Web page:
Otter Map Project by Gary Calkins

 

Three years ago, the tri-annual schedule showed it was time to run river otter bridge surveys in east Texas. This survey covers 27 counties across the Pineywoods ecoregion of the State. For the most part, this area is also considered the primary species range of the river otter which is why the emphasis on the surveys in this part of Texas. While that survey effort was being undertaken, three additional otter related projects were also happening. Ciel Wharton was completing a MS project at Texas A&M University dealing with measuring observers skills in identifying the sign used for the otter surveys. Jonah Evans was completing his MS Project, also at A&M, on how mis-identification of sign could bias these surveys. Also occurring, I was just starting my MS project at Stephen F. Austin on how to improve the survey technique itself.

With all of this activity on otters at once, the species started getting some renewed attention. One of the first that wanted some more information was Cecilia Nasti with the Passport to Texas Radio program. Cecilia wanted to do a Passport to Texas segment on otters and find out what all the fuss was about; I think that segment actually started the fuss. Shortly after that segment aired, Cecilia started receiving emails from several locales indicating that they had seen otters. As she received those messages, Cecilia would forward them to me and I began plotting the locations on a map; initially just for fun to see where folks were seeing these animals. The sightings continued to roll in and it was obvious that folks out there were interested in this critter based on the response to that one segment.

A year later Cecilia decided to run a follow-up Passport to Texas segment and ask for sightings to be sent in to be placed on the map. At the same time, Tom Harvey with the Parks and Wildlife Communications team also released a press release along the same lines. Wow; the response was immediate. Not only were we getting responses from the public, but several other outdoor writers ran stories on otters and then the responses really started rolling in. It has been an interesting task to read all of the sighting information sent in, try to verify the location, read the stories and see some fantastic photographs that folks have taken of otters and sent in. As the reports kept coming, the map database continued to grow; as it still does today.

I can't think of a week that has gone by since that second Passport to Texas segment ran that there hasn't been at least one email with an otter story to tell; often it is 2 or 3 a day. Each of the responses has a story to tell, most of which are excited or interested and some that fear that they will lose every fish in their pond, but each has something to share.

As folks shared those stories, I have also learned a lot; not only about where folks have seen otters, but how passionate folks are for our wildlife resources. Whether the concern was how many fish those critters were eating or sharing a great photograph the passion came through on nearly every communication. That is one thing that has really struck me about this whole process and a part of it I have sincerely enjoyed.

But now down to some of the interesting details; where those sightings have come from, and it is far and wide across the State. To date, I have been able to get enough information to plot the location of 203 different sightings on the map from these reports. In some instances I will receive several reports from a given lake such as Lake Conroe and in those instances I have combined all of the sightings into one record since there is no way to determine if folks saw many different animals or just one animal making the rounds. As the sightings started coming in, most were in places that otters were expected to be, but as the word spread about sending sightings in, so did the variety of places that the animals showed up. At first, when a sighting is received in a location that is unexpected, it is hard not to be a bit skeptical; which was the case in some of the first unusual sightings. But it didn't take too many pictures to convince me that skepticism has a place in some respects, but not in regards to this project.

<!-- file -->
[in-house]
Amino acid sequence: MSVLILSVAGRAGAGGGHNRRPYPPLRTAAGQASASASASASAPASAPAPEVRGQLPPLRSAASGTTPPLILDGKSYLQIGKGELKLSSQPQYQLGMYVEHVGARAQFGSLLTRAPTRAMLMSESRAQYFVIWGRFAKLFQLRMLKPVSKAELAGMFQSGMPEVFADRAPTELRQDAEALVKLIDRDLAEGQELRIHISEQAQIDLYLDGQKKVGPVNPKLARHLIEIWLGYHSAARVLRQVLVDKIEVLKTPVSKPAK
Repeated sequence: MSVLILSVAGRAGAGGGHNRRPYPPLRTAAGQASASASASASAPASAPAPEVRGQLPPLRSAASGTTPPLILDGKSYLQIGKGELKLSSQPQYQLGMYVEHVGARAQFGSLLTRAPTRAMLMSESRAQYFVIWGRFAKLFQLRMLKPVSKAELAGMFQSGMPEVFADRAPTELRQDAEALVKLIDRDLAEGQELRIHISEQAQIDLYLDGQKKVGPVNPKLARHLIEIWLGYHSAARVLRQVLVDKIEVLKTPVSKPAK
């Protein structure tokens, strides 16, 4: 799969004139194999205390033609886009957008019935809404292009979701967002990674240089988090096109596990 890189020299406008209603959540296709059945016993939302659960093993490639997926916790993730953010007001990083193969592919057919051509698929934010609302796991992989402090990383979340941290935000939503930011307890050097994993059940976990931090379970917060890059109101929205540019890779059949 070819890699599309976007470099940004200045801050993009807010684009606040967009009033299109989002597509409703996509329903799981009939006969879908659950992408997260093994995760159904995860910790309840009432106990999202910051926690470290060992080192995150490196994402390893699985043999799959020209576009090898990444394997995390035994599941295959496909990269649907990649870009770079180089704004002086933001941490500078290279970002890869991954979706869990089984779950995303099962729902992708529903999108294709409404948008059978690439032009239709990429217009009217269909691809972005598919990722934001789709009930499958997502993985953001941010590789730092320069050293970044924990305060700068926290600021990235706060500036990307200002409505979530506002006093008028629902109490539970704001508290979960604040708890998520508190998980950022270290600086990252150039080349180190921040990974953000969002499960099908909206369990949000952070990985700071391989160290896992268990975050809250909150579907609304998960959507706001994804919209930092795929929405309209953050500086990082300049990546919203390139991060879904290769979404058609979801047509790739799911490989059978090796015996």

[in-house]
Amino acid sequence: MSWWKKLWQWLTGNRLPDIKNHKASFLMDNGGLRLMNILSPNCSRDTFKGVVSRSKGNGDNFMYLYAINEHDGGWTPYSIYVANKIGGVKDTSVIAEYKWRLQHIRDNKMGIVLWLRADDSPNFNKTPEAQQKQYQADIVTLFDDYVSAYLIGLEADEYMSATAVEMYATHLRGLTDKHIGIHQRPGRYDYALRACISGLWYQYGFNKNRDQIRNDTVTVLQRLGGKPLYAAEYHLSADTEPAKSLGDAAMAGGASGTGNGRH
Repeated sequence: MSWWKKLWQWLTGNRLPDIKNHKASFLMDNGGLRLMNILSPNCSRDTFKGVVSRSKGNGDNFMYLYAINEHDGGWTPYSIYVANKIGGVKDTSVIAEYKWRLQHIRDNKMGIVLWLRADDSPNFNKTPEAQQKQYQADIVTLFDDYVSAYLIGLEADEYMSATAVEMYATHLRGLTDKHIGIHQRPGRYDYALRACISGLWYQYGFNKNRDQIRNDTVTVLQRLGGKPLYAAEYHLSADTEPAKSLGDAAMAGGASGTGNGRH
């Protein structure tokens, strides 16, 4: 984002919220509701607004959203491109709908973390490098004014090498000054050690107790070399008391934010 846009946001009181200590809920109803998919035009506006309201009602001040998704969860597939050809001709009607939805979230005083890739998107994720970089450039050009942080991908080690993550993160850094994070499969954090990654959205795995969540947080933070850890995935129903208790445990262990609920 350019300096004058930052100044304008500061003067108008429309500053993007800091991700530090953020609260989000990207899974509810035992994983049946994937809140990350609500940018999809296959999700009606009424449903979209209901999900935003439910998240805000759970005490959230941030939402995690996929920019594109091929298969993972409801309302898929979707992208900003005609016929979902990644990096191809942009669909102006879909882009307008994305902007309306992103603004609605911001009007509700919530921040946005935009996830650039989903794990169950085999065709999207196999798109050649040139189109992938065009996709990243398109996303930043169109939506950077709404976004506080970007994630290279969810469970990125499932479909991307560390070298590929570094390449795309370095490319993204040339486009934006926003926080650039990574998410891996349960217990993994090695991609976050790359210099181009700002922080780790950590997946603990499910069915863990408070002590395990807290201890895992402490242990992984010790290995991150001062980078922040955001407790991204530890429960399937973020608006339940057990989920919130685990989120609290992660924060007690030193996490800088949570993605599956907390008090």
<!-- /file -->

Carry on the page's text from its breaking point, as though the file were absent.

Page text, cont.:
As the map currently stands, 30 to 40 percent of the sightings are west of the I45 corridor and nearly 10 percent of the locations falling west of the I35 corridor. There are a dozen sightings right in the Austin area, one just north of San Antonio, and the interesting outlier about half way between Gainesville and Wichita Falls. The sightings in the eastern portion of the state are fairly evenly distributed across the landscape which leads one to the conclusion that there are otters in most of the larger waterways across this area.

Historically, otters were considered to be located in the eastern two-thirds of the state and up into portions of the Panhandle. Due to hunting and the fur market, by the 1960's they were considered to be restricted only to the Neches and Trinity River basins. If the dots on the map over the past two years are indicative of anything, otters are moving back into old familiar haunts and may be moving into a creek near you. Enjoy one of our truly unique native species!

Gary Calkins is the District Leader for wildlife in the Piney Woods area for Texas Parks and Wildlife Department. He offices out of Jasper.

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